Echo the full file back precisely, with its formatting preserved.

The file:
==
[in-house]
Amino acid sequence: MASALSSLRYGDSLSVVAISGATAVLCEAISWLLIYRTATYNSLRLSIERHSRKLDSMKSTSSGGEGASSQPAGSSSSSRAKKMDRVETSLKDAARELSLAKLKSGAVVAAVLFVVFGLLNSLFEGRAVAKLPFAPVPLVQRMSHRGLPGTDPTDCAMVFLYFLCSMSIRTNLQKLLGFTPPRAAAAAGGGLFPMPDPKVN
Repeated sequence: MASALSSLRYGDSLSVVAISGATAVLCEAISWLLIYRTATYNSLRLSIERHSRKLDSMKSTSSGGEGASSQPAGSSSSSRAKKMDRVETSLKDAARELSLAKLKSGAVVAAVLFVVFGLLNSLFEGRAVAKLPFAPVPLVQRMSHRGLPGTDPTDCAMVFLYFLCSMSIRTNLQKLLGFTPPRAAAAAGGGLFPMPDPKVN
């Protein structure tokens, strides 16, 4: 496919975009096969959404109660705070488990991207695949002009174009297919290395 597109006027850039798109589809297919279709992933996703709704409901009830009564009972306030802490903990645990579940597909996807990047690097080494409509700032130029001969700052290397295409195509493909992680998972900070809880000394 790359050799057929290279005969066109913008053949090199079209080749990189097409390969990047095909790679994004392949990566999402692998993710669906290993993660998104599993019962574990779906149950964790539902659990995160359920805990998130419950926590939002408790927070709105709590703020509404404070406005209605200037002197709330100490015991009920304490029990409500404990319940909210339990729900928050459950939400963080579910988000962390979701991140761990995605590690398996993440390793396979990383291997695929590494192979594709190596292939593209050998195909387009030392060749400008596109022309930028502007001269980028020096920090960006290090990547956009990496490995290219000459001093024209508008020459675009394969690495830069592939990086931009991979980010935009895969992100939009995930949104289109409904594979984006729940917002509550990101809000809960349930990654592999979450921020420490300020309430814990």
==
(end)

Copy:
[in-house]
Amino acid sequence: MASALSSLRYGDSLSVVAISGATAVLCEAISWLLIYRTATYNSLRLSIERHSRKLDSMKSTSSGGEGASSQPAGSSSSSRAKKMDRVETSLKDAARELSLAKLKSGAVVAAVLFVVFGLLNSLFEGRAVAKLPFAPVPLVQRMSHRGLPGTDPTDCAMVFLYFLCSMSIRTNLQKLLGFTPPRAAAAAGGGLFPMPDPKVN
Repeated sequence: MASALSSLRYGDSLSVVAISGATAVLCEAISWLLIYRTATYNSLRLSIERHSRKLDSMKSTSSGGEGASSQPAGSSSSSRAKKMDRVETSLKDAARELSLAKLKSGAVVAAVLFVVFGLLNSLFEGRAVAKLPFAPVPLVQRMSHRGLPGTDPTDCAMVFLYFLCSMSIRTNLQKLLGFTPPRAAAAAGGGLFPMPDPKVN
């Protein structure tokens, strides 16, 4: 496919975009096969959404109660705070488990991207695949002009174009297919290395 597109006027850039798109589809297919279709992933996703709704409901009830009564009972306030802490903990645990579940597909996807990047690097080494409509700032130029001969700052290397295409195509493909992680998972900070809880000394 790359050799057929290279005969066109913008053949090199079209080749990189097409390969990047095909790679994004392949990566999402692998993710669906290993993660998104599993019962574990779906149950964790539902659990995160359920805990998130419950926590939002408790927070709105709590703020509404404070406005209605200037002197709330100490015991009920304490029990409500404990319940909210339990729900928050459950939400963080579910988000962390979701991140761990995605590690398996993440390793396979990383291997695929590494192979594709190596292939593209050998195909387009030392060749400008596109022309930028502007001269980028020096920090960006290090990547956009990496490995290219000459001093024209508008020459675009394969690495830069592939990086931009991979980010935009895969992100939009995930949104289109409904594979984006729940917002509550990101809000809960349930990654592999979450921020420490300020309430814990």